address criticisms of how it does business. It works with the Wildlife Habitat Council (WHC), a
nonprofit organization, to create tailored voluntary wildlife habitat enhancement and conservation
education programs. The WHC works with corporations to independently certify that their recovered
lands are suitable and sustainable for wildlife. To achieve the WHC’s certification with waste-filled
landfills is no small task. But, in 2007, Waste Management’s goal was to achieve WHC certification at
100 sites, which it did just three years after setting its goal, protecting more than 25,000 acres,
including grasslands where two threatened species, the bay checkerspot butterfly and the California
red-legged frog, now thrive.
76. Refer to WWYD Waste Management. That Waste Management is, like the private and public
customers it serves, “going green” shows that it recognizes its_______environment.
a.
stable
b.
general
c.
dynamic
d.
specific
e.
internal
77. Refer to WWYD Waste Management. Waste Management’s cooperation with the Wildlife Habitat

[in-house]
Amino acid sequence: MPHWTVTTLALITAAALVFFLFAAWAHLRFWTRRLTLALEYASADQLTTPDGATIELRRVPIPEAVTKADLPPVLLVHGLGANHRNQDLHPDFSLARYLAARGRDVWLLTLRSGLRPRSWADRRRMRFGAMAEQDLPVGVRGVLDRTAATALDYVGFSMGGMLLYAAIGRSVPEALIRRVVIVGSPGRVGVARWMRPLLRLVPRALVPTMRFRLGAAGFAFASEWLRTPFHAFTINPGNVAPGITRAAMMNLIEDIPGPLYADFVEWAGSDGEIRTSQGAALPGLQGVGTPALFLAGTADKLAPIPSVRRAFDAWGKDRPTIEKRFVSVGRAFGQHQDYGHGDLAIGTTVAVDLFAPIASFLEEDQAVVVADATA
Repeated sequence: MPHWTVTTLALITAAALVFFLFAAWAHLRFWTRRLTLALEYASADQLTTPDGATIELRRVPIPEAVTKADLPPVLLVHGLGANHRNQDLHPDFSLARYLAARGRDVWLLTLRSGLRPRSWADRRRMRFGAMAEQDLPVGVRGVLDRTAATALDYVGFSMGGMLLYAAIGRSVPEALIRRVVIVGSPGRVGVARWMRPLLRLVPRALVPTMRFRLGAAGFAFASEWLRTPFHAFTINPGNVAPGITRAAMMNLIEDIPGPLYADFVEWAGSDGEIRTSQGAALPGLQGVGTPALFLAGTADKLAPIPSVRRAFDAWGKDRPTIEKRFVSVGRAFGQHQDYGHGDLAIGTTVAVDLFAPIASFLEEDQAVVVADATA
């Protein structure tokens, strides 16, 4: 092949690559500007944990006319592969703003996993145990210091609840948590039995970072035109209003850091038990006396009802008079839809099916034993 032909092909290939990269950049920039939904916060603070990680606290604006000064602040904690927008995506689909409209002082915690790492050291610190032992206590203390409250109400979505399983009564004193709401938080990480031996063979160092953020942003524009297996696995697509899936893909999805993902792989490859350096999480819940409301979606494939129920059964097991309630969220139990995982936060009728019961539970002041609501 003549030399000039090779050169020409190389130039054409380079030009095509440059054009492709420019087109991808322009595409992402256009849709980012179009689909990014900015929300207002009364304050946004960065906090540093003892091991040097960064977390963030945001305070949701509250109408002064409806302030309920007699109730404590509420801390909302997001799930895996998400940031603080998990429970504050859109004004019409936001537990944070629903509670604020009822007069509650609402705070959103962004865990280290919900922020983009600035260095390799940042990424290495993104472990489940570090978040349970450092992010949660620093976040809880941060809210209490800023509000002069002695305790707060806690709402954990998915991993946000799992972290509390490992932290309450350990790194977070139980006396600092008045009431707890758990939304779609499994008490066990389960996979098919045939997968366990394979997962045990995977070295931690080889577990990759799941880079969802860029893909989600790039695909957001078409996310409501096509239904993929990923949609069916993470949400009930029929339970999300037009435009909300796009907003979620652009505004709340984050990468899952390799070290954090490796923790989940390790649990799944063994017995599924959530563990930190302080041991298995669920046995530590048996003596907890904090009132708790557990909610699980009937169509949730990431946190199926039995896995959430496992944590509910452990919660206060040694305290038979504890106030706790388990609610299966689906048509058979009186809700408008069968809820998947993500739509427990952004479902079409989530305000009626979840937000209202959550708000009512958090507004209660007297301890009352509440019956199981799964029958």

Council is an example of a company responding to the __________ component of the __________
environment.
a.
industry/green
b.
sociocultural/specific
c.
customer/specific
d.
religious/external
e.
sociocultural/general
78. Refer to WWYD Waste Management. The Sierra Club is an example of a(n) __________ in the way it
__________ companies such as Waste Management.
a.
advocacy regulator/governs
b.
stakeholder/sues
c.
industry regulator/advocate
d.
advocacy group/criticizes
e.
regulator/fines
79. Refer to WWYD Waste Management. How does a company decision maker confront an
environmental trend such as the kind Waste Management sees?
a.
by acting on threats
b.
by interpreting information
c.
with environmental scanning
d.
by acting on opportunities
e.
Decision makers must do all of the choices in confronting trends.
80. Refer to WWYD Waste Management. City governments and corporations have a commitment to
reducing waste. This is an example of a(n) __________ vis-à-vis Waste Management.
a.
environment “going green”
b.
opportunity
c.
direct threat
d.
opportunistic behavior
e.
regulatory dependence
81. Refer to WWYD Waste Management. The primary problem that Waste Management must focus on in
its recycling initiatives is:
a.
being more “green” than its competitors
b.
being profitable
c.
to act on environmental threats
d.
to act on environmental opportunities
e.
a lack of environmental scanning
82. Refer to WWYD Waste Management. When the Wildlife Habitat Council (WHC) encourages
companies such as Waste Management to restore wildlife habitats for an endangered butterfly, what
general environment component is the company addressing?
a.
economy
b.
legal
c.
ecological
d.
sociocultural
e.
environmental
SHORT ANSWER